May 2, 2012
Women’s and workers’ libraries under threat
by Ellie Robins
In another heartbreaking piece of news from the libraries front line, the Women’s Library and Trade Union Congress Library in London are under threat. Both are currently housed by London Metropolitan University, which has announced that it can no longer afford to keep the collections open. There’s been some mainstream coverage of the prospective closure of the Women’s Library — including pieces in the Bookseller and the Guardian this week, and a petition FAO the useless Michael Gove – but so far less of a response to the fate of the Trade Union Congress Library. Here’s a statement released by the trade union UNISON in March:
It is with profound regret that UNISON learned yesterday of the University’s Board of Governors’ decision to seek new homes for The Women’s Library and Trades Union Congress Library Collections.
Social justice, the strides towards equality and the campaigns fought by those unwilling to accept injustice lie at the heart of these collections and they have given our students a real opportunity to engage with these movements and personal histories. These special collections truly emphasized the now seemingly lost intention of London Met Uni’s original aims to widen participation and to promote social justice by offering our students these truly unique resources.
The dedicated staff at both Libraries – who were not involved in these decisions in any way, despite seeking input into the reviews that lead to this decision – will now look to the future.
UNISON, and the staff of these collections who we represent, will continue to campaign to protect these valuable collections.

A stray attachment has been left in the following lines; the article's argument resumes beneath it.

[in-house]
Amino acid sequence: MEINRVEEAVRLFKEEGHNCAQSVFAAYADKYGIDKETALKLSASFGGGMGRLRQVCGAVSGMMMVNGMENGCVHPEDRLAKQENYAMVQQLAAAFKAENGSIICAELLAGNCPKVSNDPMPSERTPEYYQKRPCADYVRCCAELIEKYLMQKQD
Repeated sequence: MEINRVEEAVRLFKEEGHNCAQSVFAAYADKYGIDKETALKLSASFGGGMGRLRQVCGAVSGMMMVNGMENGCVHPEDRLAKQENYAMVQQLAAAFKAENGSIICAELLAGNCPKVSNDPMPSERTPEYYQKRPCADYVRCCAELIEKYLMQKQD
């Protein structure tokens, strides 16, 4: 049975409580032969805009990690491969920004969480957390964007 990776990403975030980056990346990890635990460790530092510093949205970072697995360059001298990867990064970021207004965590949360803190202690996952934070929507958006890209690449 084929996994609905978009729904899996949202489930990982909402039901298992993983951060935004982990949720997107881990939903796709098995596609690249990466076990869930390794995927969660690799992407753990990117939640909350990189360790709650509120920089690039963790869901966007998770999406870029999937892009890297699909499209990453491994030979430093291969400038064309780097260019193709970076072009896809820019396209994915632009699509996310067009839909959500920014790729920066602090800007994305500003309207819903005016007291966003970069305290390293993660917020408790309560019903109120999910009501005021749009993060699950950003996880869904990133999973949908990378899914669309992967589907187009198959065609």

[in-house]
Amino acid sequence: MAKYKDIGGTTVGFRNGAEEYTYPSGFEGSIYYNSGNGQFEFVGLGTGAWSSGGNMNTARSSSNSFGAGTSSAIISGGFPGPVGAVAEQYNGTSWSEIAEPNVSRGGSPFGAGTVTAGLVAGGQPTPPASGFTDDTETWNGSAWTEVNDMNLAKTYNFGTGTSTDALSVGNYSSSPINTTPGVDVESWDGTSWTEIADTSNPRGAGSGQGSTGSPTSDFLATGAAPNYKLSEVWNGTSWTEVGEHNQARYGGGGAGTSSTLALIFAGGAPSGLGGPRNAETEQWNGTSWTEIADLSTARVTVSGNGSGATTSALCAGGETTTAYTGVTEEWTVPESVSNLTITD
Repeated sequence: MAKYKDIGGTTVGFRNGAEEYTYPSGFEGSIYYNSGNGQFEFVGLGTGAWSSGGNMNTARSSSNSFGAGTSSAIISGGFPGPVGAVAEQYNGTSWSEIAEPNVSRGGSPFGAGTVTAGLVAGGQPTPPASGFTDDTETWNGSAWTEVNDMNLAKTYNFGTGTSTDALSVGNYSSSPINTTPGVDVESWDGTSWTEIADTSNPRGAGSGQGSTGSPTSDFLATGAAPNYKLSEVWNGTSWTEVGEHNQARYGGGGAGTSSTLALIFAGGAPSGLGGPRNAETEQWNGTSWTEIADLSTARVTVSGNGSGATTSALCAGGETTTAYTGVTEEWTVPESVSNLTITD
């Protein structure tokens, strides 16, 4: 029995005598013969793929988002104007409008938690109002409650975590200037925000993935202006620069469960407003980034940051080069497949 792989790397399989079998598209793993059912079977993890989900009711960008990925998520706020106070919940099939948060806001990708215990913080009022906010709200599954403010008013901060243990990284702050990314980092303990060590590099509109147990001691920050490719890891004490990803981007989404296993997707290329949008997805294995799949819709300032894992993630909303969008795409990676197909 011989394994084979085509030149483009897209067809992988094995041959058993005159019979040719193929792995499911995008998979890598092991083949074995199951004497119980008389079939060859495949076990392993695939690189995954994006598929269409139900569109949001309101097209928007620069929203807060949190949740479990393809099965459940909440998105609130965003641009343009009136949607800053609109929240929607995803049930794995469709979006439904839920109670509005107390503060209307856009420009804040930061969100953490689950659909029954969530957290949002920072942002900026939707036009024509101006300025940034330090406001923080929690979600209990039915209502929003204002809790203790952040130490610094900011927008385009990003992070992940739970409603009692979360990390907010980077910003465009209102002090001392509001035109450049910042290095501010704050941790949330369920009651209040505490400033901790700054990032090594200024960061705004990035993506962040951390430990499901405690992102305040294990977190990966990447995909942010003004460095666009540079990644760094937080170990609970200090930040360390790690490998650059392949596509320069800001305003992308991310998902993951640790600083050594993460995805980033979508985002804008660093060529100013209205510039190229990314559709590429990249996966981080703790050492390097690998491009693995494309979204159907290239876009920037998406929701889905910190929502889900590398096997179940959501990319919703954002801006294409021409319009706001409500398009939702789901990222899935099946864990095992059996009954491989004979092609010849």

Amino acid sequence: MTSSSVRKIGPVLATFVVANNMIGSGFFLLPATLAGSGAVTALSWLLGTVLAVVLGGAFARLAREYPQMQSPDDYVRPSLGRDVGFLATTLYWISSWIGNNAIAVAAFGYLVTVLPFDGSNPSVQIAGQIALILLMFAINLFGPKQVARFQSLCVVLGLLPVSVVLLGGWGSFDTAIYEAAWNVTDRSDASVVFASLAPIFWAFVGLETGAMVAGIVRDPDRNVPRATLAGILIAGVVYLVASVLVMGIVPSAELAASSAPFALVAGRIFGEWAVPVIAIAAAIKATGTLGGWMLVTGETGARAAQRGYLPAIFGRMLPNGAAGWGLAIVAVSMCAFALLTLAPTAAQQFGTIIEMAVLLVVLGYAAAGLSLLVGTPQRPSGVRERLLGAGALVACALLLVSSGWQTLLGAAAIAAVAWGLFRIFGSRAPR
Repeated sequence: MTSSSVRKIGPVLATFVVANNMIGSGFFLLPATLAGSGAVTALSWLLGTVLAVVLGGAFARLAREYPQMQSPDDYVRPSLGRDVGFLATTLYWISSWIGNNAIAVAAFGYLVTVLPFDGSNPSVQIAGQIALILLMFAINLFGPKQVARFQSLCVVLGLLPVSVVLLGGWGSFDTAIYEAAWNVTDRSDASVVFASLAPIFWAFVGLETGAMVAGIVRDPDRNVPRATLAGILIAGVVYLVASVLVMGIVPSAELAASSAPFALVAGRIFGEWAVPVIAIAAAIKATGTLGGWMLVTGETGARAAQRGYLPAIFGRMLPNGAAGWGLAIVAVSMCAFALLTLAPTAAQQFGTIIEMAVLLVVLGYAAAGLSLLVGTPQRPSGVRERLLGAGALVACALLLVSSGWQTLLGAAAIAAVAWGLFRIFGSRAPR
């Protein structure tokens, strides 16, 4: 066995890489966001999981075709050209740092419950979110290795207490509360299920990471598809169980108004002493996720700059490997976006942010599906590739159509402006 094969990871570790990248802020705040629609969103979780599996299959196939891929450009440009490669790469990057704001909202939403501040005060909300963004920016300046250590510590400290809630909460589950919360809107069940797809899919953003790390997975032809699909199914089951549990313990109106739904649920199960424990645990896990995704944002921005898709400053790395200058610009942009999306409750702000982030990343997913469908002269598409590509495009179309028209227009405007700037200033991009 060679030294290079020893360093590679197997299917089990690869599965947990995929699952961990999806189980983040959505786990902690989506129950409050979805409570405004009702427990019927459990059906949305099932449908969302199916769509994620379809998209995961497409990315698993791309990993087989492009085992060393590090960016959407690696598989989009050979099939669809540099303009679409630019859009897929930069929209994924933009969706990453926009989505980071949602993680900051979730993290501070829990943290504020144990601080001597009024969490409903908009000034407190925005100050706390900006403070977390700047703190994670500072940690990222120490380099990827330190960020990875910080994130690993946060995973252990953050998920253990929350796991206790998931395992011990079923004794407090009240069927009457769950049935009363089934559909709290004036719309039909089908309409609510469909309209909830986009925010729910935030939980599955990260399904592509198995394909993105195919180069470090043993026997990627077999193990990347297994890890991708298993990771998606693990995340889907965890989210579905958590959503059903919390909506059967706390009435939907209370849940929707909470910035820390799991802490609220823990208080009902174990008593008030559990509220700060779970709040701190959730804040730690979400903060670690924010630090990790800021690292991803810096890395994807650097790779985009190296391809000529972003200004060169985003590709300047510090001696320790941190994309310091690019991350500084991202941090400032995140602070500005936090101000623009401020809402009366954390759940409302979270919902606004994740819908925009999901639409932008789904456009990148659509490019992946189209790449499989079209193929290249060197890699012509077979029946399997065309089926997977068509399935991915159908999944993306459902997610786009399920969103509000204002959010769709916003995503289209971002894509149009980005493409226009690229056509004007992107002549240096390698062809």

With libraries closing left, right and centre, there’s been something of a ‘so what?’ response from some quarters. These are specialist libraries for academic users and researchers. And far more important that we preserve community libraries as promoters of reading and social hubs — so goes the argument. But the material collected in these depositories — amounting in the women’s library alone to 60,000 books and pamphlets, a treasure trove of personal letters, and 11,000 objects – is for the most part not digitised. If we do away with the collections, make them inaccessible to researchers, we restrict our recording of history, silencing voices of protest.
London Met has said that if new homes for the collections can’t be found by the end of the year they’ll reduce opening hours to one day a week, with a further review after three years that could well see the collections close altogether. It’s unlikely that the university will find the money to keep the collections open: documents leaked last year revealed that it might have to scrap two thirds of its degree courses after terrible financial management left it with debts of £30m. It’s also highly improbable that the current government, with its record of sexist spending and its disastrous commitment to austerity measures, will be digging in its pockets. Realistically, and sadly, this one looks like a job for enterprising fundraising. The Women’s Library says it needs £500,000 a year to stay open. Where do I send my donation?
Ellie Robins is an editor at Melville House. Previously, she was managing editor of Hesperus Press.